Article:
Think of it this way, if you were going on a 2 week vacation with your family, would you just pile everyone in the car and start driving?  Probably not, so buying a home should be viewed the same way.You need to have a plan. In fact, using the above analogy of going on a trip, working with us is equivalent to having a high-end GPS system navigate you from start to finish.  The best thing is that when buying a home, the seller pays all real estate commissions, so hiring a buyer's agent does not cost you any money.

We recommend that the initial consultation be done in person, although those relocating to Cleveland may need to do it by phone. Regardless, this important first step is a time of fact gathering, so be prepared to be asked a lot of questions. In turn, you should feel comfortable asking questions as well, to make sure everyone is on the same page.  Remember, this is the beginning of what will hopefully be a successful long-term relationship, so asking questions and being able to speak openly and honestly with each other is important.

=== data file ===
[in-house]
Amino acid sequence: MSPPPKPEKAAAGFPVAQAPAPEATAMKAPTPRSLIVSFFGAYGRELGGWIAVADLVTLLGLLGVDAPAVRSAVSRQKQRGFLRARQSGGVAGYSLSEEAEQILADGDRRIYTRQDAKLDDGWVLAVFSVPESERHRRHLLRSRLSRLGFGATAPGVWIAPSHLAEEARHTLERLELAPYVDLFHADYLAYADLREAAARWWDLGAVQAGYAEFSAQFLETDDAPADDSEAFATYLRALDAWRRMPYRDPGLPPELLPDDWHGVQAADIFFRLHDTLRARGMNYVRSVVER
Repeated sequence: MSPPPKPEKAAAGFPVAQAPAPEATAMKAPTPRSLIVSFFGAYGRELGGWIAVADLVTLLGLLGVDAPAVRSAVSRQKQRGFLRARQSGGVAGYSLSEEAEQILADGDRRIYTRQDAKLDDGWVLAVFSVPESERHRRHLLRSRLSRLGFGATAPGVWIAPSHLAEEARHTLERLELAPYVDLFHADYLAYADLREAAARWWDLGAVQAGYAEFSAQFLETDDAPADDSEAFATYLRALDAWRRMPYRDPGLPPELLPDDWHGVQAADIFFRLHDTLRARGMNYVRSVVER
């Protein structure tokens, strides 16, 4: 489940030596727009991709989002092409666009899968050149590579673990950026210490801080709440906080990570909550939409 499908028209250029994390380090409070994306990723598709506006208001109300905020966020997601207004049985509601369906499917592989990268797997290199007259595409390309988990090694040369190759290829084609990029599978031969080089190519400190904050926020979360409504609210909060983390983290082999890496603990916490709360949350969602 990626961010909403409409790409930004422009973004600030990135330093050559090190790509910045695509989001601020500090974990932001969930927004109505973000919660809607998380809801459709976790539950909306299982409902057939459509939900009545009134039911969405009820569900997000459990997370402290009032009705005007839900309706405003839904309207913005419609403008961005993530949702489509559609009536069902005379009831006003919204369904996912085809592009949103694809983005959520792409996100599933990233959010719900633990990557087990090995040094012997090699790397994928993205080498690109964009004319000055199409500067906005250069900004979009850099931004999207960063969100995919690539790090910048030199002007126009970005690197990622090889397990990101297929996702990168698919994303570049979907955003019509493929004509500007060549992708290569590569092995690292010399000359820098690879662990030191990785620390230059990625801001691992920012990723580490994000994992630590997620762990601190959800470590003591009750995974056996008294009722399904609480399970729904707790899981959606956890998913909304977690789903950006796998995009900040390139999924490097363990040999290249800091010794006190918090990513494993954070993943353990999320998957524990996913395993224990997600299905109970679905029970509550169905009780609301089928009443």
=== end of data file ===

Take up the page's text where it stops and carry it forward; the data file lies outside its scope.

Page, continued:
It is during this time that you will discuss things like time frame, if you need to sell before buying, your price range, and specifics about the desired location and type of home you are looking for. The more information we have, the easier it will be for us to find you that one special home. We realize that many home buyers just want to start seeing homes and prefer to skip this initial first step, but don't make this mistake. This first step is the most important and can dictate the success of your home buying experience.

Step 2 - Getting Pre-Approved For a Loan